Business Plan:

The Corporate Environment and Future Strategies of McDonald’s Corporation

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McDonald’s Corporation is a leader in the fast-food industry. This business report includes an in-depth analysis of the present marketing environment of McDonald’s Corporation including a LePEST, SWOT, Stake Holder, and Five Forces Analysis in addition the second section will consist of a proposal for possible future strategy for the organization.

Environmental Audit:

LePEST analysis:

Political Factors:

The political environment within the 120 countries in which the McDonlad’s corporation has established restaurants is a constantly changing dynamic yet, for the most part the political climate in the respective countries is stable as it applies to the ability of the McDonald’s corporation to run effectively. The distribution network of the organization does pose some challenges in some countries as the food and packaging of each restaurant must be obtained through approved and specific channels that attempt to and succeed in making the McDonalds experience a universal one, e.g. The big mac that is served in Detroit will look and the taste the same as the one served in Beijing (Hoover’s online McDonald’s Corporation Capsule). Each individual political environment and how it effects McDonalds needs to be analyzed for corporate success. Largely the corporation is effective in doing so through communication and cooperation with government entities prior to the company investing in a particular country for the first time.

The political climate in the United States is relatively static, effecting current operations. Yet, to some degree future expansion can be hampered by local governments, in circumstances where public use permits must be obtained and public opinion is in conflict with a corporate or private entities wish to increase operations through additional locations. Public and sometimes private citizens have a certain degree of influence over the acceptance of a new location in some communities. Opposition can be associated with current or future traffic issues, public opposition to business type based on regional culture and composition, and/or regional market saturation. The local government has the ultimate deciding force on these situations of opposition.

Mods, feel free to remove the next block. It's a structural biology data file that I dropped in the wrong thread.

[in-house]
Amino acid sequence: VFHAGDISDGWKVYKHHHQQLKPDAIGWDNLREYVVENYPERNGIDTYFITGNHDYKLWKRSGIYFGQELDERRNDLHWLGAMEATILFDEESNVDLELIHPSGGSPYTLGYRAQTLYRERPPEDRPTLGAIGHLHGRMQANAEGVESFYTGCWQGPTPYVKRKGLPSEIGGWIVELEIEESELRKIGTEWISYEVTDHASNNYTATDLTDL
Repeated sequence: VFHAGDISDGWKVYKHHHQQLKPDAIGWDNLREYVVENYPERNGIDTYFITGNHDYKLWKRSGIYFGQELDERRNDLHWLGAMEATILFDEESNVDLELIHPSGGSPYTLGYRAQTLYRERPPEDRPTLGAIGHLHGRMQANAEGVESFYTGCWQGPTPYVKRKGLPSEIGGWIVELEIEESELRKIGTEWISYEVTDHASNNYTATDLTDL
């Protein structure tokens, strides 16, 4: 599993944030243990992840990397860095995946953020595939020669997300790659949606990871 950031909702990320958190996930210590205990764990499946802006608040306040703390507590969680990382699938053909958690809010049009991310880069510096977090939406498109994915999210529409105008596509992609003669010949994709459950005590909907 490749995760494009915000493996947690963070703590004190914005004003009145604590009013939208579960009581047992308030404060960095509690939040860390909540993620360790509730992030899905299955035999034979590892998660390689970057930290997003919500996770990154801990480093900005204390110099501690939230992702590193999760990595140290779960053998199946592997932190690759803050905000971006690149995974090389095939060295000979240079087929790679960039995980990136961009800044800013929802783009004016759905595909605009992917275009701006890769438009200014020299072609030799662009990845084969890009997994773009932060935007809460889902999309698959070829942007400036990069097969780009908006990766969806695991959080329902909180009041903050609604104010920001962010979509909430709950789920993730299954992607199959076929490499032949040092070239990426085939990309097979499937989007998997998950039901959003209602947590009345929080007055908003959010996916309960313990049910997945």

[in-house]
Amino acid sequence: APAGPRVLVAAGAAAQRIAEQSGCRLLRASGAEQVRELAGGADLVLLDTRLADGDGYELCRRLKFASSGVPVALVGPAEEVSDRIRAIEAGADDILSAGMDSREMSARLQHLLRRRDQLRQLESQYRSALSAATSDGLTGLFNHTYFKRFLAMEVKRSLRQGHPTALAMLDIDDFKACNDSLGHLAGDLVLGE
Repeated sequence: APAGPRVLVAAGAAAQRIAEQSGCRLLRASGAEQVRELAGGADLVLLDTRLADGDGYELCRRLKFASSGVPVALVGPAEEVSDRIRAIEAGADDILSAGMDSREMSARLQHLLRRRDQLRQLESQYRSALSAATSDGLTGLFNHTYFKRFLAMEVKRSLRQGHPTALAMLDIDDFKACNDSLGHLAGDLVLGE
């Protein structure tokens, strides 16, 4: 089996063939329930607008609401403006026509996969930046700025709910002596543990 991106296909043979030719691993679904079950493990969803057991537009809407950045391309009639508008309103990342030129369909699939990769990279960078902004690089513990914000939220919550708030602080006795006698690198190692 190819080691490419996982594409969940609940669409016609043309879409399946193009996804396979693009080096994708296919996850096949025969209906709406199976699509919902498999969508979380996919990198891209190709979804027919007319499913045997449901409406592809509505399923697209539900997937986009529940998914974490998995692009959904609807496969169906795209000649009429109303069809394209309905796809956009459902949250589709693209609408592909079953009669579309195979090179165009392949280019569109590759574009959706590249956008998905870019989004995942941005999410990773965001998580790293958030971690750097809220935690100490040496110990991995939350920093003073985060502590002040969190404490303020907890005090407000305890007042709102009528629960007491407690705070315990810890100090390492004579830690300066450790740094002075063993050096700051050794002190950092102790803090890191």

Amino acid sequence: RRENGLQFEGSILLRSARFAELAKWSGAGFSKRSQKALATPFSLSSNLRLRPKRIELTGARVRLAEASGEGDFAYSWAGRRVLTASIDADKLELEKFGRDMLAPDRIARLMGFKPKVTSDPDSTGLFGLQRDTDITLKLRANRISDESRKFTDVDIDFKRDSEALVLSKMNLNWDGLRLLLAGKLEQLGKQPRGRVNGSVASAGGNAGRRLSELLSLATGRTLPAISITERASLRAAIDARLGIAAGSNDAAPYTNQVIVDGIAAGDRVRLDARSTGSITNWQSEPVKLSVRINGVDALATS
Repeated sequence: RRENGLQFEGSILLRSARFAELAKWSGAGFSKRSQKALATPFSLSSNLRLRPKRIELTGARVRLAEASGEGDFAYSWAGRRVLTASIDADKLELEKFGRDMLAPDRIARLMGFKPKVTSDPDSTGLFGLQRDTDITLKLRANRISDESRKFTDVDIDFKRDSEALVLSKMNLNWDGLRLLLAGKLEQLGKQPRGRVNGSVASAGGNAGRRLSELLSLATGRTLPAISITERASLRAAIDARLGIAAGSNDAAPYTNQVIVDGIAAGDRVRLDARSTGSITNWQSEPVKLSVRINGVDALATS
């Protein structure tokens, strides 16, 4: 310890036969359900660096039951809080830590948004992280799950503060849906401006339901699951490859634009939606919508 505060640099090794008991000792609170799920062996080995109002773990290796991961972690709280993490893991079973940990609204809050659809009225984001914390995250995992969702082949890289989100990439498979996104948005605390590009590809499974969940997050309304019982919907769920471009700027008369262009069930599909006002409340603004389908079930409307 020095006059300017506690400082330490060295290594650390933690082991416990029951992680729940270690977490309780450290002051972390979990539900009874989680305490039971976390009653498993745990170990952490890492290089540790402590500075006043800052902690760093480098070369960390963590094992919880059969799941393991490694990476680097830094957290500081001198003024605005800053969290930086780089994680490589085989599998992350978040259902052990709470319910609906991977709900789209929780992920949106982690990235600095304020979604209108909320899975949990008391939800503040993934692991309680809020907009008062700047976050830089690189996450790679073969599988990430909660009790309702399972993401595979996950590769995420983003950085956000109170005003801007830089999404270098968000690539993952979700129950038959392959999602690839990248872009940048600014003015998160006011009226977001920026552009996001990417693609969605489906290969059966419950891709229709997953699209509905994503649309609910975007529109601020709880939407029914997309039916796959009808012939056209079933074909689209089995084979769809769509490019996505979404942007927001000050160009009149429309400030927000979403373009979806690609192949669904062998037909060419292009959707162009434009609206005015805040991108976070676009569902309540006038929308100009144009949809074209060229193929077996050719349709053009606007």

Economic factors:

The current interest rates in the United States are in favor of real estate expansion as they have recently met record lows due to the international and local economic situations. The current high levels of unemployment favor the type of employment that the McDonald’s corporation offers, as they are also historically high. McDonalds offers entry level and low-level management positions that can be filled by people who would possibly be employed by other markets if the economy were better. The market for the type of product that McDonald’s Corporation offers tends not to decrease to any extreme degree during times of economic strife, as the offering is low cost and convenient and may be chosen over other restaurant offerings because the cost is lower in perception and reality.

Long-term economic development seems to be on the upswing as the two-year slump associated with the 2001 terrorist attacks and their aftermath seems to be coming to an end. Market trends are expected to enter into a growth phase by the end of 2003. The GDP of $36,300, in 2002 is expected to increase moderately through 2004 (rising to 2.5% and increasing by 0.3%). Level of inflation is 2.8% (2001). Unemployment rate for 2002 was 5% but is greater or lesser in some regions throughout the country. (CIA World fact book 2002)

Sociocultural Factors:

The dominant religion within the largest McDonald’s Corporation market, the U.S. is Christian, yet the government is secular in nature and most people do not practice religious dietary restrictions. The attitude toward foreign market products and services in the United States is open. The market expresses free trade interests and consumers tend to purchase based on price rather than origin of product. The issue of foreign products acceptation is a much greater issue in the other 120 countries where McDonald’s offers services. For the most part McDonalds has been embraced by the international community as a welcome American export. In those countries and regions where the predominant religion does not embrace the eating of red meat McDonalds has had a more limited influence.